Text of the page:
MAGNUM PS

Lowetide
July 22 2012 08:19AM

Magnus Paajarvi had a solid rookie season in 10-11, but was lost in the flood last season. For Paajarvi, getting back to his 15-goal rookie pace has a lot to do with confidence and getting the bounces.

In a recent article for hockeysverige by Ola Winther, Paajarvi details his season--what went wrong, and what he did about it. Math tells us Paajarvi wasn't getting the bounces, especially in terms of NHL shooting percentage:

  • 10-11 season: Shots on goal/percentage: 180/8.3% (Boxcars: 80gp, 15-19-34)
  • 11-12 season: Shots on goal/percentage: 79/2.5% (Boxcars: 41gp, 2-6-8)

Paajarvi's shooting percentages in his SEL career (19 goals on 263 shots, 7.2%) and his time in OKC (7 goals on 100 shots, 7%) suggests we're not looking at Jordan Eberle. However, his 2.5% shooting percentage in the NHL in 11-12 would appear to be confirmation of the player's  suggestion that he wasn't getting the bounces:

  • Paajarvi: "What was the big difference was simply that the pucks did not want to bounce my way in the crucial positions. It locked up mentally and it's something I take from this season, it's how incredibly important the mental part is."

At times in 11-12 Paajarvi looked like he had lost his confidence and was not driving to the net as we'd seen him in 10-11. This can happen and certainly his lack of playing time and a specific role early in the season must have had an impact. It's interesting to hear new coach Ralph Krueger emphasize players knowing their role as a key component for next year's squad.

THE MINORS

A rough start in Paajarvi's rookie season was met with patience, but in 11-12 coach Renney sent him away for seasoning. Renney had some things going on the top 2 lines and didn’t want to worry over Paajarvi's development with the good times rolling. The result was a worn down Smyth and a lost season for 91, but Paajarvi managed to find the positive

  • Paajarvi: "I felt that I developed a lot in Oklahoma. I had to take a lot of responsibility and played well in the powerplay that penalty kill.  It gave me a lot and was definitely something that strengthened me."

Paajarvi went 34, 7-18-25 in OKC and regained his game. His playoff performance in the AHL (14gp, 2-9-11) was even more impressive as he finished 2nd in points and led the Barons in assists.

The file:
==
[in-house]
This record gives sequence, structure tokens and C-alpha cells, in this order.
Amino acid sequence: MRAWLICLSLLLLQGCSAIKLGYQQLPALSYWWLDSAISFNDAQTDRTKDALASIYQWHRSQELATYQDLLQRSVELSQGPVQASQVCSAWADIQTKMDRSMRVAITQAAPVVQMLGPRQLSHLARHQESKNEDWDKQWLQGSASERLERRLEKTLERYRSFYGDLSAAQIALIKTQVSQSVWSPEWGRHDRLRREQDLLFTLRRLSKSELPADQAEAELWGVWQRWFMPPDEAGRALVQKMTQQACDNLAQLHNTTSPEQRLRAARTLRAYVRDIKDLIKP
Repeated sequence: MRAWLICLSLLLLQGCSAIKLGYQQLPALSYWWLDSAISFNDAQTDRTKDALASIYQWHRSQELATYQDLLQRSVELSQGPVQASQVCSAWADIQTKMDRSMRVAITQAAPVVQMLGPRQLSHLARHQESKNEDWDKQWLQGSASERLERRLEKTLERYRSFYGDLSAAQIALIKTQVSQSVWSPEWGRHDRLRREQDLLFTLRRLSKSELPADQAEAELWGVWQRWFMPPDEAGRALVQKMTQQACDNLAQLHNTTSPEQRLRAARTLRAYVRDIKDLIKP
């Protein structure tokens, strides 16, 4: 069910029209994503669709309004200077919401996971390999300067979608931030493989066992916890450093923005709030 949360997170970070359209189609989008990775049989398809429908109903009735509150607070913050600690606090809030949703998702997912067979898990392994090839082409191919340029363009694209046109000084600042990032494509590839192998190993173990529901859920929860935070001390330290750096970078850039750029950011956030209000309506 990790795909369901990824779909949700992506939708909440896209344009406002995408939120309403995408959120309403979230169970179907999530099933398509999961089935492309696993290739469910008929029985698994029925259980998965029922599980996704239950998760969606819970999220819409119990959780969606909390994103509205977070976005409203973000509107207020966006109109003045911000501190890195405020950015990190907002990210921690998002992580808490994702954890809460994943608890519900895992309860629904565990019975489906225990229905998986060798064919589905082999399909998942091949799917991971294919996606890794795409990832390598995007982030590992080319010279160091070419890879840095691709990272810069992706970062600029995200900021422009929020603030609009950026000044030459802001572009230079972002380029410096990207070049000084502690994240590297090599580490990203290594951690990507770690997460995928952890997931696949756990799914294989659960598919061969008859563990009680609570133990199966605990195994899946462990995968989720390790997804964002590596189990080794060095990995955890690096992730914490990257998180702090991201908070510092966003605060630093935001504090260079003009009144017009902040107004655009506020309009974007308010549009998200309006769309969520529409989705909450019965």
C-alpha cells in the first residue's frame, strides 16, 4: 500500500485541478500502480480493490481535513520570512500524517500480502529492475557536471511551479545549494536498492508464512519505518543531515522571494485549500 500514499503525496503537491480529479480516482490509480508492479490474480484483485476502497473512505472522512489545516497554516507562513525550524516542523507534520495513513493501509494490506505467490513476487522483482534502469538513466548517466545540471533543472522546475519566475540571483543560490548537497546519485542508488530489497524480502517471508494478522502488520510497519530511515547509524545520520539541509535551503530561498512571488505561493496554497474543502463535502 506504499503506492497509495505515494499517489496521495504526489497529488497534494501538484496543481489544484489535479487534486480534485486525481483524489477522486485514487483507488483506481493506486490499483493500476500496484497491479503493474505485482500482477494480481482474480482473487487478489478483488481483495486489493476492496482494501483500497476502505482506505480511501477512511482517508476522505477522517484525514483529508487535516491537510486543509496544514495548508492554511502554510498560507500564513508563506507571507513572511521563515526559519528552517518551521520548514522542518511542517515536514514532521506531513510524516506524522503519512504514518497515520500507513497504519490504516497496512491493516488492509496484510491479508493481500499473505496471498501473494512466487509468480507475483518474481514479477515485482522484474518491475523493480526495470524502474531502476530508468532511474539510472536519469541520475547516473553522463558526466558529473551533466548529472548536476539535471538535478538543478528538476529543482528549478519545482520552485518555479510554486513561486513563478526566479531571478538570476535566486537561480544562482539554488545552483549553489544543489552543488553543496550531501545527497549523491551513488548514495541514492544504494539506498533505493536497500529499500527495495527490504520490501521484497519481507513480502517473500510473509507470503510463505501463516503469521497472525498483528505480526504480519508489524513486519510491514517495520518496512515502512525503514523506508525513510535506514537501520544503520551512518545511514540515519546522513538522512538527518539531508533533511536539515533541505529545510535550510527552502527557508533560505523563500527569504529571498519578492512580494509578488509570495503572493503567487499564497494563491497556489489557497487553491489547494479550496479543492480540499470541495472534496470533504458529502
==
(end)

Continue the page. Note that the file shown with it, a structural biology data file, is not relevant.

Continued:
THE FUTURE

Paajarvi is a positive, determined young man who handled a tough season with aplomb. He is very much focused on being an Oiler long term and has nothing but positives to say about the city:

  • Paajarvi: "All are talking hockey here. It's a great hockey culture. I personally love the city, the fans and everything else here. Once we start winning, I can only imagine how magical it will be."

 

WHAT DOES IT ALL MEAN?

 

Magnus Paajarvi speaks and conducts himself with a maturity that implies a much older player. He took the demotion to Oklahoma City in stride, improved his game and remains determined to get better and make the NHL as a regular on the Edmonton Oilers.

This sort of attitude is refreshing after years of seeing first rounders fail to work on improving their footspeed, or balking at the idea that their talents were best suited to being a modern Guy Carbonneau.

Magnus Paajarvi is proof that in life it isn't what happens to you--it's what you do about it after it happens to you.

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Lowetide has been one of the Oilogosphere's shining lights for over a century. You can check him out here at OilersNation and at lowetide.ca. He is also the host of Lowdown with Lowetide weekday mornings 10-noon on Team 1260.
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#1 Max Powers - Team HME Evans
July 22 2012, 08:28AM
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"Once we start winning, I can only imagine how magical it will be."

This, I like this.

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#2 RexLibris
July 22 2012, 08:33AM
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Paajarvi's "lost" season may have some benefits for the Oilers in the short term. I doubt that his name, regardless of how he performs this season, will be mentioned in the same breath as Hall and Eberle when discussions of contract renewals come about.

That speedbump in his career path may save the Oilers some cap space for a short time.

From my perspective, I see Paajarvi with the potential of a very valuable 2nd-3rd line winger who can shift up or down to play with various teammates and situations. In a few years, should Pitlick graduate to the NHL, a line of Paajarvi, Gagner and Pitlick could be a very valuable and balanced (offense, defense, forechecking) line, should the Oilers keep them all together.

When we look back at this period, Paajarvi's comments might be the watershed moment for the organization where the AHL is no longer seen as a slap in the face, but as an opportunity, similar to what Renney said he wanted to instill in the team.

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#3 admiralmark
July 22 2012, 08:41AM
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Really great attitude on this kid. Can't help but wish him all the best. I'm not sure he is fully sold on how to use the tools god has given him though? Although it's too early to pass that judgement.. this year should tell us a lot on what he's being told to do. As I believe he's the type to take and run with the advice given.